Cannabigerol (CBG) is one of many substances known as cannabinoids that occur in hemp plants. CBG exists in lower concentrations than THC or CBD. These other cannabinoids have been somewhat shaded for a long time. In recent years, however, scientific interest in CBG has grown steadily. In this article, we will examine CBG in more detail and also will
How does CBG work in our body?
Like other cannabinoids, CBG works by affecting the endocannabinoid system in our body. The endocannabinoid system is a complex set of receptors (CB1 and CB2 receptors), chemicals called endocannabinoids and enzymes.
Endocannabinoids are compounds that our body produces. They bind to CB1 and CB2 receptors. Their role is to help regulate many of our physiological functions and maintain a state of internal balance.
CB1 receptors are primarily in the nervous system and brain. CB2 receptors are anywhere in the body, especially in cells of the immune system. Many different endocannabinoids can bind to these receptors, but the best known are anandamide (AEA) and 2-arachidonoylglycerol (2-AG).
AEA binds primarily to CB1 receptors and acts very similarly to a neurotransmitter, affecting our cognitive function and mood. On the other hand, 2-AG binds to CB1 and CB2 receptors, which produces an anti-inflammatory effect.
Cannabinoids in the hemp plant can also bind to these receptors due to their similar shape.
Research has shown that CBG binds primarily to CB2 receptors.
This complex interaction between various plant cannabinoids and the endocannabinoid system in the body is called the "entourage effect". Scientists are just beginning to understand the full implications of this. However, some have suggested that the use of these cannabinoids in combination is more advantageous than the use of any alone.
What is CBG used for?
We still do not fully understand the benefits of CBG. However, initial research suggests that it may be a useful tool in a wide range of physical and mental conditions. Let's take a look at existing research on CBG and how it could affect your health.
Anti-inflammatory effects of CBG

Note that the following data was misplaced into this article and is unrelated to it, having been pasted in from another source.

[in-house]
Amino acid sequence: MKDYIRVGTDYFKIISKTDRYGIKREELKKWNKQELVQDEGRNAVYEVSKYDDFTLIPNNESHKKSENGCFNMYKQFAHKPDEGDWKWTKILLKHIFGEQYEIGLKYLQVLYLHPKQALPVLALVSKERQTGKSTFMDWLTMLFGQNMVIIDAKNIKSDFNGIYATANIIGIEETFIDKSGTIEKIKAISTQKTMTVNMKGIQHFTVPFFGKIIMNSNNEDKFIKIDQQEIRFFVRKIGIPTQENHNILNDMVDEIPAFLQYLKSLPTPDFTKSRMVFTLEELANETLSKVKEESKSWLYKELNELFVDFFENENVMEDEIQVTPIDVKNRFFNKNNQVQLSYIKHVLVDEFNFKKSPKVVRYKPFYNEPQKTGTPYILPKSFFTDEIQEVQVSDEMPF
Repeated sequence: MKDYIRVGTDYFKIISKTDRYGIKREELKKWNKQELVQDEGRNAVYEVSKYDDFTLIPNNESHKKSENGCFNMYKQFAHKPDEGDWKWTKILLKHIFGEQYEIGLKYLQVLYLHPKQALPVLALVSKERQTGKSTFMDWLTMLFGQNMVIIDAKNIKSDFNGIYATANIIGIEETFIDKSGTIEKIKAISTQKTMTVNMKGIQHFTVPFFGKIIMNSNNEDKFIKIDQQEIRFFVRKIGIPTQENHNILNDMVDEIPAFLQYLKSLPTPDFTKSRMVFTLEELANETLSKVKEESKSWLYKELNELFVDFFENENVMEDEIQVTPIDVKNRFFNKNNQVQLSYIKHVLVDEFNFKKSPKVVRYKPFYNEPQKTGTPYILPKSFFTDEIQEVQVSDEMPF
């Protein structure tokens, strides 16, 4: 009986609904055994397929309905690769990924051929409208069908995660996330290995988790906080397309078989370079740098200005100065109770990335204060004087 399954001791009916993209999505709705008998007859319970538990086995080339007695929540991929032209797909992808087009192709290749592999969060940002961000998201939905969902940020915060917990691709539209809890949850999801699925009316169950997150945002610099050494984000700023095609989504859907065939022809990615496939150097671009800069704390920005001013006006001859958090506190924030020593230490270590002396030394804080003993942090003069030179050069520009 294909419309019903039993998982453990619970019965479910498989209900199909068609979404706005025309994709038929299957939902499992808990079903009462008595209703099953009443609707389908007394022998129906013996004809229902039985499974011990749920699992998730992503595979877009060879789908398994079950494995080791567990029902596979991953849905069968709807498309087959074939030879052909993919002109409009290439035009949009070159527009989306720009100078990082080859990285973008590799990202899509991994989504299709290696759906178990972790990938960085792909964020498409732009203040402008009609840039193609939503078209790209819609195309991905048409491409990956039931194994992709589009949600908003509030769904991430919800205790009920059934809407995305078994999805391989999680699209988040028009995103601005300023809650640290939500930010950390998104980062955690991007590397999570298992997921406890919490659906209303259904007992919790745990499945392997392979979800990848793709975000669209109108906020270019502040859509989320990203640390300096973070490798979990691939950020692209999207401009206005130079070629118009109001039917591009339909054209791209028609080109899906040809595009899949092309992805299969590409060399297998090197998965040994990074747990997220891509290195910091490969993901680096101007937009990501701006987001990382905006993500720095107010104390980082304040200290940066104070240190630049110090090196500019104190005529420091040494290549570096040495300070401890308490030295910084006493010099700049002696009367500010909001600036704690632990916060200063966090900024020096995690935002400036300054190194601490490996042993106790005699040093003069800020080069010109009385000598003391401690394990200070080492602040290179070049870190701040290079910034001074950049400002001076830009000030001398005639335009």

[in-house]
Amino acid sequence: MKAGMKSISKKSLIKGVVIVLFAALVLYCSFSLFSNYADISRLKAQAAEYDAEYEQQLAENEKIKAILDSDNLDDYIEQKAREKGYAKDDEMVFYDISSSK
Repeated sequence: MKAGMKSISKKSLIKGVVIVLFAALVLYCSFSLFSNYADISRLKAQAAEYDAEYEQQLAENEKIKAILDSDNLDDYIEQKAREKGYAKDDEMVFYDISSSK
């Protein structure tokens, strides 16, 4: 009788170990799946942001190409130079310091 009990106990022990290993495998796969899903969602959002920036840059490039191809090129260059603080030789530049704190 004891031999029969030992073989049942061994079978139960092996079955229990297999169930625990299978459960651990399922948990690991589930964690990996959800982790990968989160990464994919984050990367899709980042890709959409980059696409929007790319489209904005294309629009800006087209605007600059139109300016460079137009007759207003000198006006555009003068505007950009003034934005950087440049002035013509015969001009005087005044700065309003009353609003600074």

CBG appears to have anti-inflammatory properties. Therefore, it could potentially help in the treatment of many different chronic diseases.
One study on CBG for inflammatory bowel disease (IBD) yielded interesting results. The researchers found that CBG reduced inflammatory markers in mice with induced IBD and alleviated colitis. Based on these findings, the study authors suggest that CBG should be further tested in human subjects as a treatment for IBD.
It is therefore highly desirable to find new ways to reduce inflammation to prevent and help with these potentially fatal conditions. Although more research is needed, cannabinoids, including CBG (Cannabigerol), could offer one such hope.
Neuroprotective effects of CBG
In addition to its anti-inflammatory effects, CBG can also act as an antioxidant and protect the nervous system from damage. It does this in a similar way to the endocannabinoid 2-AG.
Another animal study on the neuroprotective effects of CBG yielded some interesting results. It has been found that CBG can help improve motor deficits and preserve neurons in neurodegenerative diseases such as Huntington's disease.
CBG as an appetite stimulator
CBG also shows great promise as an appetite stimulator, as researchers discovered in a 2016 study on CBG for appetite. They gave the rats either CBG or a placebo and observed their eating habits. Rats that ate CBG increased their number of meals and doubled their total food intake. However, the amount consumed with food and the length of food were not affected.
The researchers found no adverse effects in CBG-treated rats. This could potentially make this cannabinoid a promising therapy for conditions such as anorexia and cachexia.
CBG for bladder problems
A 2015 study of cannabinoids for bladder dysfunction found that they are able to reduce acetylcholine-induced bladder contractions in mice. Among all the cannabinoids tested, CBG was one of the most effective, along with 99-tetrahydrocannabivarin (THCV). CBG has also been shown to reduce these contractions in human subjects.
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